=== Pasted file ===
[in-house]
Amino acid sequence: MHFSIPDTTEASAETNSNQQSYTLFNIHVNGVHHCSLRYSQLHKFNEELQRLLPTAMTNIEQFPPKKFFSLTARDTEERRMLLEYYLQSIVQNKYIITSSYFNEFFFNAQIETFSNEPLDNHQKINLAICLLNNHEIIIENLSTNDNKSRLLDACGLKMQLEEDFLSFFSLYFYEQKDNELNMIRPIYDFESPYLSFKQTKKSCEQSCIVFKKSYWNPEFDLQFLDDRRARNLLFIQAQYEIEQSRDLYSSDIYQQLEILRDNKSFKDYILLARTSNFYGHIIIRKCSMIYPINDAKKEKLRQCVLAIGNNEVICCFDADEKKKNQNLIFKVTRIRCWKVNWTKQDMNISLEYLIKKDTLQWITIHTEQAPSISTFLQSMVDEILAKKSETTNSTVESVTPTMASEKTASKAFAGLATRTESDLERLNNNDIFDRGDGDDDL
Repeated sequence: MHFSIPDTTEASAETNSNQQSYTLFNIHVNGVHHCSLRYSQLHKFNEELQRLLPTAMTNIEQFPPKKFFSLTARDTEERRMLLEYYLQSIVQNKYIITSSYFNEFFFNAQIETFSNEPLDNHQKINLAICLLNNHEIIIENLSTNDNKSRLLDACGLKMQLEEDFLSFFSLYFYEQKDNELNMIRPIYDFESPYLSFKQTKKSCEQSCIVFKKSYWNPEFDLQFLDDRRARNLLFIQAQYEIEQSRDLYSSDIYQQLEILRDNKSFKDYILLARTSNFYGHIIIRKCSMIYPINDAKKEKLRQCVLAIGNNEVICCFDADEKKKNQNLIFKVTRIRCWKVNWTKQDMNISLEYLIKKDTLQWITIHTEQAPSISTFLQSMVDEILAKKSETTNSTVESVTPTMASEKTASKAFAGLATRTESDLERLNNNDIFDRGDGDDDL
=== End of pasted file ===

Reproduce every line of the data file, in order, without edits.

[in-house]
Amino acid sequence: MHFSIPDTTEASAETNSNQQSYTLFNIHVNGVHHCSLRYSQLHKFNEELQRLLPTAMTNIEQFPPKKFFSLTARDTEERRMLLEYYLQSIVQNKYIITSSYFNEFFFNAQIETFSNEPLDNHQKINLAICLLNNHEIIIENLSTNDNKSRLLDACGLKMQLEEDFLSFFSLYFYEQKDNELNMIRPIYDFESPYLSFKQTKKSCEQSCIVFKKSYWNPEFDLQFLDDRRARNLLFIQAQYEIEQSRDLYSSDIYQQLEILRDNKSFKDYILLARTSNFYGHIIIRKCSMIYPINDAKKEKLRQCVLAIGNNEVICCFDADEKKKNQNLIFKVTRIRCWKVNWTKQDMNISLEYLIKKDTLQWITIHTEQAPSISTFLQSMVDEILAKKSETTNSTVESVTPTMASEKTASKAFAGLATRTESDLERLNNNDIFDRGDGDDDL
Repeated sequence: MHFSIPDTTEASAETNSNQQSYTLFNIHVNGVHHCSLRYSQLHKFNEELQRLLPTAMTNIEQFPPKKFFSLTARDTEERRMLLEYYLQSIVQNKYIITSSYFNEFFFNAQIETFSNEPLDNHQKINLAICLLNNHEIIIENLSTNDNKSRLLDACGLKMQLEEDFLSFFSLYFYEQKDNELNMIRPIYDFESPYLSFKQTKKSCEQSCIVFKKSYWNPEFDLQFLDDRRARNLLFIQAQYEIEQSRDLYSSDIYQQLEILRDNKSFKDYILLARTSNFYGHIIIRKCSMIYPINDAKKEKLRQCVLAIGNNEVICCFDADEKKKNQNLIFKVTRIRCWKVNWTKQDMNISLEYLIKKDTLQWITIHTEQAPSISTFLQSMVDEILAKKSETTNSTVESVTPTMASEKTASKAFAGLATRTESDLERLNNNDIFDRGDGDDDL